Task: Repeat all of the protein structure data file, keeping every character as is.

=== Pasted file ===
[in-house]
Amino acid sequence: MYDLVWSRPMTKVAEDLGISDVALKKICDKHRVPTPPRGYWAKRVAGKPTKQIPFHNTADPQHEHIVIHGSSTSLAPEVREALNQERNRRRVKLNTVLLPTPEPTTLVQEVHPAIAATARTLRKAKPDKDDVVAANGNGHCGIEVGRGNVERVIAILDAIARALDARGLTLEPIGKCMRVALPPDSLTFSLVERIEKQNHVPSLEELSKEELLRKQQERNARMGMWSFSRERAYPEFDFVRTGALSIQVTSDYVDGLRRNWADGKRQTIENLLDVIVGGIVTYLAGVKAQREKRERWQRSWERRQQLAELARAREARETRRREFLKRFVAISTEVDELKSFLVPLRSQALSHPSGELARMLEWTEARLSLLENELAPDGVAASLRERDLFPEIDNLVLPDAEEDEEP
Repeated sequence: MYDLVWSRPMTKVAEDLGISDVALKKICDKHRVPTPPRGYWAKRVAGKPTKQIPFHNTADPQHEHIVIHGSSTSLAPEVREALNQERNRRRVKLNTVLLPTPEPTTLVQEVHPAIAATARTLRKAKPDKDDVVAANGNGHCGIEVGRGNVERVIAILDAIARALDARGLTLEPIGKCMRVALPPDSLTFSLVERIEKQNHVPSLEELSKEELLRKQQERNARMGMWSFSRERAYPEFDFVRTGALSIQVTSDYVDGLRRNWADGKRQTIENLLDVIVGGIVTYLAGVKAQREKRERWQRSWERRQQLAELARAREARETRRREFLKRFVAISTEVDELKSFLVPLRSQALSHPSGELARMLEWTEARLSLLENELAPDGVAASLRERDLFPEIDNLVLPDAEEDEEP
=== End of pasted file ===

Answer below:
[in-house]
Amino acid sequence: MYDLVWSRPMTKVAEDLGISDVALKKICDKHRVPTPPRGYWAKRVAGKPTKQIPFHNTADPQHEHIVIHGSSTSLAPEVREALNQERNRRRVKLNTVLLPTPEPTTLVQEVHPAIAATARTLRKAKPDKDDVVAANGNGHCGIEVGRGNVERVIAILDAIARALDARGLTLEPIGKCMRVALPPDSLTFSLVERIEKQNHVPSLEELSKEELLRKQQERNARMGMWSFSRERAYPEFDFVRTGALSIQVTSDYVDGLRRNWADGKRQTIENLLDVIVGGIVTYLAGVKAQREKRERWQRSWERRQQLAELARAREARETRRREFLKRFVAISTEVDELKSFLVPLRSQALSHPSGELARMLEWTEARLSLLENELAPDGVAASLRERDLFPEIDNLVLPDAEEDEEP
Repeated sequence: MYDLVWSRPMTKVAEDLGISDVALKKICDKHRVPTPPRGYWAKRVAGKPTKQIPFHNTADPQHEHIVIHGSSTSLAPEVREALNQERNRRRVKLNTVLLPTPEPTTLVQEVHPAIAATARTLRKAKPDKDDVVAANGNGHCGIEVGRGNVERVIAILDAIARALDARGLTLEPIGKCMRVALPPDSLTFSLVERIEKQNHVPSLEELSKEELLRKQQERNARMGMWSFSRERAYPEFDFVRTGALSIQVTSDYVDGLRRNWADGKRQTIENLLDVIVGGIVTYLAGVKAQREKRERWQRSWERRQQLAELARAREARETRRREFLKRFVAISTEVDELKSFLVPLRSQALSHPSGELARMLEWTEARLSLLENELAPDGVAASLRERDLFPEIDNLVLPDAEEDEEP